This is a special category for shareholders or managers of entities. This “owner payment” distribution is a regular payment to Managers/Shareholders who have contributed assets from their Capital Contribution or via other contributions. 

It originates in the bylaws/minutes of the company and is treated as ordinary income to the Manager. The company can pay the Manager far in excess of their basis in the company, because the Manager is paying taxes in the amount of her tax bracket on her social slave forms (1040). 

However, because it is ordinary income, there are no special deductions available to the Manager, and she will pay Max Pain in taxes on the income – although the company is allowed to write off the payments to her. Generally, the Guaranteed Payee pays the same tax as the W-2 payee, but the company pays far less in expense for the payment. 

Independence and Contracts

I doubt anyone would disagree that being paid as a self-employed Independent Contractor is pretty dope. You can receive maximum deductions on things like the use of your home etc, you get maximum flexibility in how you organize your deductions, mileage, per diem. And although not as good as the C-Corp maximum tax rate, it’s superlative to any kind of benefits the IRS allows for social slaves. 

If Tax Reduction were the only aspect for which we were solving, being an IC is the best. But Tax Reduction is NOT the only thing for which we’re solving. We need the other two (Asset Protection/Legacy Preservation) in order to create a structure in which we can create protection and legacy. But understanding how the tax affects us for all manner of payments is critical to make the best choice for how we’re paid.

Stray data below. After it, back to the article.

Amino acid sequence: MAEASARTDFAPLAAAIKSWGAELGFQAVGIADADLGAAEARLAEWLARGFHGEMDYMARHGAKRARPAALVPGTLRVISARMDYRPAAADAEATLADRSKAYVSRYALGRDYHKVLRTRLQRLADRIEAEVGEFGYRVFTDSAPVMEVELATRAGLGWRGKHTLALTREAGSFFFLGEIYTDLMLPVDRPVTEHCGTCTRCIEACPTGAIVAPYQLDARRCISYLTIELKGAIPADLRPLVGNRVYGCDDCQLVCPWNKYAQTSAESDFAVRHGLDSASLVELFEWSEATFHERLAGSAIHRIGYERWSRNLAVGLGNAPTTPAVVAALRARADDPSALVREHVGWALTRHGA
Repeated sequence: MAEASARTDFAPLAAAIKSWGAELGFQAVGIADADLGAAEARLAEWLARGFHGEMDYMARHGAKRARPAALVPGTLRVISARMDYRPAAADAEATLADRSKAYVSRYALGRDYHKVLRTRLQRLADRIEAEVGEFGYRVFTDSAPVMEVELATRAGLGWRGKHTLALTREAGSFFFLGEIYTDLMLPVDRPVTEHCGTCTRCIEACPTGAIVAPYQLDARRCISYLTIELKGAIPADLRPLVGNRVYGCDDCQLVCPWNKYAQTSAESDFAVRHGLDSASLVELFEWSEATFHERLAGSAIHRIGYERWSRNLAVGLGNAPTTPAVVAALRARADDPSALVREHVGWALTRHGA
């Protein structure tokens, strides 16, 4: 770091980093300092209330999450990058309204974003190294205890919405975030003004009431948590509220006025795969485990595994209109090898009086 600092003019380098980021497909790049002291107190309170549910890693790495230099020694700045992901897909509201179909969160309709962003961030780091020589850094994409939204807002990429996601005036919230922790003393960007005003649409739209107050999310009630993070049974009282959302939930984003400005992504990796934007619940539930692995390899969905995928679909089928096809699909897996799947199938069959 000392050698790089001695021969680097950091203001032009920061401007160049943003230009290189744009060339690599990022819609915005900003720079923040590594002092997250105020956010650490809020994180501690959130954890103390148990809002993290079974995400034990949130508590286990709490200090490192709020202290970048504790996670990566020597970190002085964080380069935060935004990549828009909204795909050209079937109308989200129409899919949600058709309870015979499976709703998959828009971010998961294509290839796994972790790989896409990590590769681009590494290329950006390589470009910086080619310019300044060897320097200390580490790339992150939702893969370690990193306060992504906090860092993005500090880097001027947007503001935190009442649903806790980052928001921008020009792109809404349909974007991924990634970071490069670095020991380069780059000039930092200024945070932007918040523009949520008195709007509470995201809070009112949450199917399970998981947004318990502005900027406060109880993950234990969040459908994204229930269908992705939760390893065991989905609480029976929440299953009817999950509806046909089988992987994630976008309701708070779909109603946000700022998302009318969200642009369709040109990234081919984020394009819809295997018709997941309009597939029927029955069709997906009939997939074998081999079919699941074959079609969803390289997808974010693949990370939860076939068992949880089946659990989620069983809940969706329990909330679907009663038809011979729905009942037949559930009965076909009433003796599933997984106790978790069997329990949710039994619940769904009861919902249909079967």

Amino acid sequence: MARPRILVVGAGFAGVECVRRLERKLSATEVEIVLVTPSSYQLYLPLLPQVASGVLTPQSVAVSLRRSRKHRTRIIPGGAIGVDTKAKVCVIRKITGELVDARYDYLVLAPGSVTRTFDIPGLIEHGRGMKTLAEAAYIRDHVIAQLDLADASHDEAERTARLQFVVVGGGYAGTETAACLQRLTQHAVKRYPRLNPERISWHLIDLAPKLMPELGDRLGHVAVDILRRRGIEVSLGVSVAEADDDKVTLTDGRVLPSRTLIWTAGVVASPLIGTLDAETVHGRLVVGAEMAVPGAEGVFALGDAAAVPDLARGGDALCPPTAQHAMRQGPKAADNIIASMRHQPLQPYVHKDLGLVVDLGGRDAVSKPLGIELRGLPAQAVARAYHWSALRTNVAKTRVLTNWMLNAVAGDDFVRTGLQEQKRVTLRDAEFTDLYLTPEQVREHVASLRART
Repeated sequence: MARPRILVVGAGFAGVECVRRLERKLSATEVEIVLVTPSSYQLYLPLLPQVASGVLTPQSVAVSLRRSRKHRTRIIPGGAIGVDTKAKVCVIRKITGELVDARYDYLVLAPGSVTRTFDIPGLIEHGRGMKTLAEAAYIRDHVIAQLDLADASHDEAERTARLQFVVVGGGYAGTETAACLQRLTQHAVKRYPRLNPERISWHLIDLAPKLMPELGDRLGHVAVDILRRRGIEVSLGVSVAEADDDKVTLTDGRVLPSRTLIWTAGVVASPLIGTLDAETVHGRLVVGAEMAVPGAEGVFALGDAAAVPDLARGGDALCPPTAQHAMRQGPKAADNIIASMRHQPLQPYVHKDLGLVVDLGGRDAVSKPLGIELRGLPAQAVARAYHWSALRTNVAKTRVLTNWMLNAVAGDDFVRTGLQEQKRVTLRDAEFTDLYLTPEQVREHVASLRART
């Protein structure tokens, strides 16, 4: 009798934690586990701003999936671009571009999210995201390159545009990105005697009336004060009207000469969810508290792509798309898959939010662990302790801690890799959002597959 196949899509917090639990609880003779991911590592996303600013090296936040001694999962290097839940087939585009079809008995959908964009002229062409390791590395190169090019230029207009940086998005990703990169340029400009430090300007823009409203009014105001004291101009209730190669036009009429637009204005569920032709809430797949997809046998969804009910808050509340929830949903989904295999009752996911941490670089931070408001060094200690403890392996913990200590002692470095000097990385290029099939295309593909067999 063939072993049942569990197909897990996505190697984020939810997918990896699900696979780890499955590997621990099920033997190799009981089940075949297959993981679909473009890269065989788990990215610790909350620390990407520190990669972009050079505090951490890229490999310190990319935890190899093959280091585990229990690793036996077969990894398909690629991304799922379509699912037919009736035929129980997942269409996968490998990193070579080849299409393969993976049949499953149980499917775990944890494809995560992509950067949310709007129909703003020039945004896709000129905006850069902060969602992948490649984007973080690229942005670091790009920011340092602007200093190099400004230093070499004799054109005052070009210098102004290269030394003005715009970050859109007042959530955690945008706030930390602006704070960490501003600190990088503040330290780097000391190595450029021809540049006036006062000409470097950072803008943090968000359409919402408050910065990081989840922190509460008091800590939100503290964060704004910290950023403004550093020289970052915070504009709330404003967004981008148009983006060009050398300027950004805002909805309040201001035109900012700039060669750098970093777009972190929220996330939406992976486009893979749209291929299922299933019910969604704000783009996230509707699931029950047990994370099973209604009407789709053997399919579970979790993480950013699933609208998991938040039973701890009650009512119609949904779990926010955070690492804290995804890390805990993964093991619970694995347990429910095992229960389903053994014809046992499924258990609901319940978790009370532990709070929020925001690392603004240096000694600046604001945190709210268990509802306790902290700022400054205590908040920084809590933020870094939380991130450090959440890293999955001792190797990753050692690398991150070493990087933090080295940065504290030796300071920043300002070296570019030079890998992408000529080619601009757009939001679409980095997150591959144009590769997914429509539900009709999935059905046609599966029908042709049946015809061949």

An Example

A sole proprietor LLC held by John, earns $100,000, and has a net profit of $20,000. John placed $5,000 worth of assets into the LLC in order to become a Manager of the company (Capital Contribution). John is entitled to $10,000 of the net based on contracts, agreements or other documents held by the company.  Although how John is paid would have been agreed to in the corporate documents. But let’s say for example’s sake that he had options. Let’s also assume he is a 30% tax bracket social slave. 


John takes $5,000 as W-2 income and $5,000 as a distribution. John has 40% of his W-2 monies withheld for a year until he files his 1040 taxes and gets returned to him the 10% which was overpaid. At 13% inflation, he is returned roughly 9% worth of value. The company also has to pay an additional 7.65% for Social Security and Medicare which costs the company $382.50. John also pays 30% tax on his distributions, however, he has no obligation to pay the 15.3% social security tax – and neither does the company.

Tax: $1,500 (W-2) + $382.50 (FICA) + $1,500 (distribution) plus $50 inflationary loss return = $3,432.50 + Company pays $382.50 


In this case, John gets paid exclusively via distributions from the profits of the company. John can receive this payment tax-free up to the amount of assets he placed into the company via Capital Contributions.